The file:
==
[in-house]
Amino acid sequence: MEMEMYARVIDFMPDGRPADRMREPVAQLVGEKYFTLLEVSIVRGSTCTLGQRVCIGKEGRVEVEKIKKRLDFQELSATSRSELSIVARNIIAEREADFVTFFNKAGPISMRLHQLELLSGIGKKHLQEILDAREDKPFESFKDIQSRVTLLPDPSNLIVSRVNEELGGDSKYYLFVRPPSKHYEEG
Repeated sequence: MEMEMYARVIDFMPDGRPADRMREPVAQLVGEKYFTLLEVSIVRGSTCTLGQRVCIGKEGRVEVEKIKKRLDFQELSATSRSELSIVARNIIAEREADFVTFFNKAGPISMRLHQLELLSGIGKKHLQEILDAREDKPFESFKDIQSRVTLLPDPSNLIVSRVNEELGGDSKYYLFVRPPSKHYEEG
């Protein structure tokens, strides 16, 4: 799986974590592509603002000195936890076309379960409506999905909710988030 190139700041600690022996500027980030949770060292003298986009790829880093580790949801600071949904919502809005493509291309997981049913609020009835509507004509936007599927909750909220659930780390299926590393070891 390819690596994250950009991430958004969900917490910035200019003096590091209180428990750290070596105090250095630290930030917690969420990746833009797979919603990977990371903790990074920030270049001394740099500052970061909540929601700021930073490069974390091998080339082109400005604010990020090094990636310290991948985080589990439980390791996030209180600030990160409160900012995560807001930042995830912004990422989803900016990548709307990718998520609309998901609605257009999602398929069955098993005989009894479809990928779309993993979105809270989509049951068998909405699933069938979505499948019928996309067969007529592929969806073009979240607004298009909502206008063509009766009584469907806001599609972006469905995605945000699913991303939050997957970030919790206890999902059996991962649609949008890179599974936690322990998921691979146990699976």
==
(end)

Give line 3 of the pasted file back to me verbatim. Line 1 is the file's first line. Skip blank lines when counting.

Repeated sequence: MEMEMYARVIDFMPDGRPADRMREPVAQLVGEKYFTLLEVSIVRGSTCTLGQRVCIGKEGRVEVEKIKKRLDFQELSATSRSELSIVARNIIAEREADFVTFFNKAGPISMRLHQLELLSGIGKKHLQEILDAREDKPFESFKDIQSRVTLLPDPSNLIVSRVNEELGGDSKYYLFVRPPSKHYEEG